The national electricity market’s transition to one that increasingly relies on renewable energy is well underway with the latest quarterly figures (Q3 2021) from the Australian Energy Regulator’s (AER) Wholesale Markets Quarterly revealing a number of new records.
Records broken between July and September (Q3) include:
- record rooftop solar output in every region, and a 26% increase in total rooftop solar generation compared to the same time last year,
- record levels of wind generation in every region, meeting 14% of total National Electricity Market (NEM) demand,
- record minimum black coal generation for Q3 (first time it fell below 50% of total output during the Q3 months),
- record number of negative prices in every region,
- record minimum Q3 demand for electricity generation in Victoria,
- South Australia had its lowest minimum demand ever recorded, but also hit a Q3 record for maximum demand.
Tasmania again had the lowest average quarterly wholesale price at $27/MWh, the lowest in any region of the National Electricity Market (NEM) since 2012.
Queensland had the highest quarterly average at $90/MWh, followed by New South Wales ($88/MWh), Victoria ($64/MWh) and South Australia ($63/MWh).
The quarter featured a record number of negatively priced trading intervals, occurring three times more than in the previous quarter and nearly four times the amount in that same period last year, reflecting the impact of record rooftop solar output in every region. Prices were negative 25% of the time in South Australian and 20% of the time in Victoria.
In Victoria, minimum demand from the grid hit a record quarterly low of 2,631 MW while South Australia hit an all-time low of 265 MW.
The cost of maintaining system frequency through contingency Frequency Control Ancillary Services (FCAS) remained high, reaching a Q3 record of $130 million, with local Queensland costs of $71 million being the main driver of this result.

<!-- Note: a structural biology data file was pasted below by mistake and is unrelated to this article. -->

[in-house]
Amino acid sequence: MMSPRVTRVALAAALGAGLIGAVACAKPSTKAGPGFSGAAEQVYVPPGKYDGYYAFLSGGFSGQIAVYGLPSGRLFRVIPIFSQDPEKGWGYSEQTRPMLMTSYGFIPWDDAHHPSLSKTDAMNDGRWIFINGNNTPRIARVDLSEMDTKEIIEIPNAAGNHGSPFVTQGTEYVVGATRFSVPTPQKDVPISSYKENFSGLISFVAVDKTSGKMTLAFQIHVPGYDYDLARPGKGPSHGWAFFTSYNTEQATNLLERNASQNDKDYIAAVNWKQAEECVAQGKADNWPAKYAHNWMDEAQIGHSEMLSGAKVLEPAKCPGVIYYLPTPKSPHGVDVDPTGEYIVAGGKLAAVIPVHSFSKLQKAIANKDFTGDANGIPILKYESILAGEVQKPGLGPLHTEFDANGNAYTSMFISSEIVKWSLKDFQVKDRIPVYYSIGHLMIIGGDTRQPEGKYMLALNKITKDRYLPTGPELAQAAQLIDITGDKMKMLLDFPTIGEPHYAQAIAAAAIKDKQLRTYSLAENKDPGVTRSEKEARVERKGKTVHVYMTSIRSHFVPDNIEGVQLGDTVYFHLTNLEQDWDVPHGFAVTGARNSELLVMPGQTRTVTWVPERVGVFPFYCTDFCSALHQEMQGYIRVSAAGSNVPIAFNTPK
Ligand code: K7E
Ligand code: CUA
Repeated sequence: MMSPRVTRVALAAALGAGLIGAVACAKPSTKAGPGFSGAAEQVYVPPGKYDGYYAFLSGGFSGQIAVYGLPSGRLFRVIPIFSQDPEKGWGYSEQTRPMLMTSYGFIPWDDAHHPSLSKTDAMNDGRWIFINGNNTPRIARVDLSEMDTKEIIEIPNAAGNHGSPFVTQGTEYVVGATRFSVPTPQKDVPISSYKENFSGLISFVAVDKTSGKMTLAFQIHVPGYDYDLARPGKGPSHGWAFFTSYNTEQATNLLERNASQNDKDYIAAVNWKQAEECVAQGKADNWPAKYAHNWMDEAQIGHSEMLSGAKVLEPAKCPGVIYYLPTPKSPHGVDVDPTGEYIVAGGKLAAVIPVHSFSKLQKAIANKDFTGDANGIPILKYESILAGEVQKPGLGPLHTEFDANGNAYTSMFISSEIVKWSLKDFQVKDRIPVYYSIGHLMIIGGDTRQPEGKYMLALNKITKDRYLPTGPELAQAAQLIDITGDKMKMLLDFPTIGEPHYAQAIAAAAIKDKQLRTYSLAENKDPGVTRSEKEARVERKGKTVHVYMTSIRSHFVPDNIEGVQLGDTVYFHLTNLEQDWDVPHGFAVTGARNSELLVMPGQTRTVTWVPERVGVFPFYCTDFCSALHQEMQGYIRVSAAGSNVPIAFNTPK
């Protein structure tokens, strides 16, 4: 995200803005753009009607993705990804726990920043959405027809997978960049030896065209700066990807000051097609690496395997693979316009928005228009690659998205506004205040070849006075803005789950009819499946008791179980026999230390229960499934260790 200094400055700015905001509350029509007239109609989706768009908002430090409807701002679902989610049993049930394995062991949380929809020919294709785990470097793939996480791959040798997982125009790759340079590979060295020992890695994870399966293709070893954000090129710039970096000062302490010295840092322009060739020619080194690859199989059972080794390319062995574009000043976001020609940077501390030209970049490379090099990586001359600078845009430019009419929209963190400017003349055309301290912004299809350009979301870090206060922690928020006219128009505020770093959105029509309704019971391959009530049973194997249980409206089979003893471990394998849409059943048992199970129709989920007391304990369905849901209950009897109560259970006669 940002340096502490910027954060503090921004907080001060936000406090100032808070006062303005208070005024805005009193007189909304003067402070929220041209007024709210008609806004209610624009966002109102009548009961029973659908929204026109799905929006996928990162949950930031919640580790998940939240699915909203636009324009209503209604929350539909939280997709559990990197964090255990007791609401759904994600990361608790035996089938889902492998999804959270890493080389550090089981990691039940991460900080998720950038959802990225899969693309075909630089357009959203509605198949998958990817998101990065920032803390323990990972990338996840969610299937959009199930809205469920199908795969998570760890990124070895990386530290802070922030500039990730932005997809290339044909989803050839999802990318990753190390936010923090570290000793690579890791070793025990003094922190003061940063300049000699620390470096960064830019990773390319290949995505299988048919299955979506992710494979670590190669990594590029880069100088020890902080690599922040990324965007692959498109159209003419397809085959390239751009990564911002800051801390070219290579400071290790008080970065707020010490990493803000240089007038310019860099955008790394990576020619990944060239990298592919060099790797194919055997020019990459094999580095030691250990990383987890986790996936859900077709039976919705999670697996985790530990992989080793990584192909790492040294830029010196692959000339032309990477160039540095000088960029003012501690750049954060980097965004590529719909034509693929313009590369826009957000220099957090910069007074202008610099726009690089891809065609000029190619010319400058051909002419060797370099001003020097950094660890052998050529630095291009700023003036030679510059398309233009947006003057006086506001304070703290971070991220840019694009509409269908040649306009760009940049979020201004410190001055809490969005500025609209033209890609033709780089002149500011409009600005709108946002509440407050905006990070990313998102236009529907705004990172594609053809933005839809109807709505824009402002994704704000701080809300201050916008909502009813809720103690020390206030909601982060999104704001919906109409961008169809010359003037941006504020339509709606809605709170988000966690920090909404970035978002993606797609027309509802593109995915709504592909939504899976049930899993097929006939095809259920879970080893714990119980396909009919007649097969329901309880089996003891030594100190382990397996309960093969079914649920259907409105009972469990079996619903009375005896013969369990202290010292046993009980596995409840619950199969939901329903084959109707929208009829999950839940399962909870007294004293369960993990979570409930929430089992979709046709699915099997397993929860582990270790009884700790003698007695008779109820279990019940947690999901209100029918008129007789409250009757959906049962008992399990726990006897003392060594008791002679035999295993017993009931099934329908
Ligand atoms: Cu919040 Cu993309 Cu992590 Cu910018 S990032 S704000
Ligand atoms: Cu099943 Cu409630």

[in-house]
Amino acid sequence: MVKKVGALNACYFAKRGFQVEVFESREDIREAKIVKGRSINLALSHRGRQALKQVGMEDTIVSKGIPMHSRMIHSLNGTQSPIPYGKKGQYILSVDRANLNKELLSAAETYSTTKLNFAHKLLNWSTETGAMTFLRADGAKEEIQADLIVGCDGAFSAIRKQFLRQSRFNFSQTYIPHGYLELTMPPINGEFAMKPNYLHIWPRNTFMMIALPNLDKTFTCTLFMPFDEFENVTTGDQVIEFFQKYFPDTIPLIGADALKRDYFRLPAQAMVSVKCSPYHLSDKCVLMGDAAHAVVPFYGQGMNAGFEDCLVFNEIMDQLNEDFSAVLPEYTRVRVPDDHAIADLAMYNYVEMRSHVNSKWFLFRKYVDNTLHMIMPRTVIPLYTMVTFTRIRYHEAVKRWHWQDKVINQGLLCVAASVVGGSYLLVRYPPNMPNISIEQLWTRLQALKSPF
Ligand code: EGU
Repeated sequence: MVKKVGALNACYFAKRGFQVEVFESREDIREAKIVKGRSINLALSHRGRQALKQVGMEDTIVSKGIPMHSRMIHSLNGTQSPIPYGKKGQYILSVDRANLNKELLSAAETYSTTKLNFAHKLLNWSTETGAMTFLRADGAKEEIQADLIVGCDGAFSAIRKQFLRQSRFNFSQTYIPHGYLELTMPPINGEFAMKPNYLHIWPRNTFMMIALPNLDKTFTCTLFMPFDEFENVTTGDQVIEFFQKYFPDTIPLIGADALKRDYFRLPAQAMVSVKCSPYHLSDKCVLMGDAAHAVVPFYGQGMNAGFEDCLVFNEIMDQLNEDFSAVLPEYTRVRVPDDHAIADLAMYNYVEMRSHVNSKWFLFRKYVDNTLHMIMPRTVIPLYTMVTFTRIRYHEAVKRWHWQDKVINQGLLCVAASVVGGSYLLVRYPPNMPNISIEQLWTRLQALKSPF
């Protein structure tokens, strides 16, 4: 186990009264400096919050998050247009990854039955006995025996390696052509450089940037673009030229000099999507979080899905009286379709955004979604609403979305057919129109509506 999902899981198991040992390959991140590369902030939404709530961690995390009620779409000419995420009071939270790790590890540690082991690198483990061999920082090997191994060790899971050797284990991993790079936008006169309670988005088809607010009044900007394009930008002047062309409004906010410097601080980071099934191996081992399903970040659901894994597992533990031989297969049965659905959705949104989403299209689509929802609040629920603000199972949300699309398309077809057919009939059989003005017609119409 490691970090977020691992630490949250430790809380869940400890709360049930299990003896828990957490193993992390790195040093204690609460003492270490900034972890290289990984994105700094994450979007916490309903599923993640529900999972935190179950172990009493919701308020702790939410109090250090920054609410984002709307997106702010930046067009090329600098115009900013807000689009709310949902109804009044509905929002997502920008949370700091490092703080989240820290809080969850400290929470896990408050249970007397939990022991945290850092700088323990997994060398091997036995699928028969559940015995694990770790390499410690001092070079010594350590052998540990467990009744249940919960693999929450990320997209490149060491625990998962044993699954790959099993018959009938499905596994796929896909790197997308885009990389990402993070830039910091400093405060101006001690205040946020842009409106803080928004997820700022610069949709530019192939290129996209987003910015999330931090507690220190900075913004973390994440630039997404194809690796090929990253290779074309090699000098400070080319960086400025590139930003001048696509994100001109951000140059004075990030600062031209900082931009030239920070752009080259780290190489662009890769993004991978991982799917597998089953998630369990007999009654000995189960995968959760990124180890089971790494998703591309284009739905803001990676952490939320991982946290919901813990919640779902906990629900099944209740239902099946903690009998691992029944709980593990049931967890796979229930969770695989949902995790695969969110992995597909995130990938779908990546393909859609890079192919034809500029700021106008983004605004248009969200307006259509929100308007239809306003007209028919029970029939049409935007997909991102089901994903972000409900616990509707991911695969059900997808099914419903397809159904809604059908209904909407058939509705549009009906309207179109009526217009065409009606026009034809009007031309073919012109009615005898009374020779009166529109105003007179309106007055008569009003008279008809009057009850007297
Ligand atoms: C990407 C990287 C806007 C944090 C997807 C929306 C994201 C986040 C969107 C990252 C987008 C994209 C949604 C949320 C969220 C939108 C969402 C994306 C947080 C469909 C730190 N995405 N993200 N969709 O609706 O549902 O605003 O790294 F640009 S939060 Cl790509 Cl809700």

AER Chair Clare Savage said the quarterly results provided stark evidence of the pace of market transition
“These up-and-down results tell the story of a changing market,” Ms Savage said.
“The mix of generation continues to swing towards renewables with almost 1200 megawatts of new wind, battery and solar capacity entering the market in July, August and September.
“We expect more quarterly records to be broken as levels of renewable penetration increase in the NEM.”
Growing maturity in gas markets
The gas markets experienced unprecedented domestic and international daily price spikes, due to colder July temperatures, supply outages in Victoria, and higher global demand.
Prices jumped above $20/GJ early in July, but in the face of high global prices, they retreated and remained relatively low for the rest of the quarter, averaging between $6.70/GJ and $10/GJ in August and September.
Domestic gas production was at an all-time high and international demand for Australia’s liquified natural gas remains strong with results showing a Q3 record for export volumes.
Ms Savage said increased participation in the spot markets and day ahead auctions indicated a growing maturity of the gas markets.
“Interlinkages between gas and electricity markets also appear to be increasing, with higher prices paid intermittently for auction capacity this quarter, up to a record $1.70/GJ on pipeline routes servicing gas-powered generators,” she said.
The Q3 Wholesale Markets Quarterly includes a special analysis on competition in the gas spot markets, as well as an overview of the introduction of five-minute settlements in the national electricity market.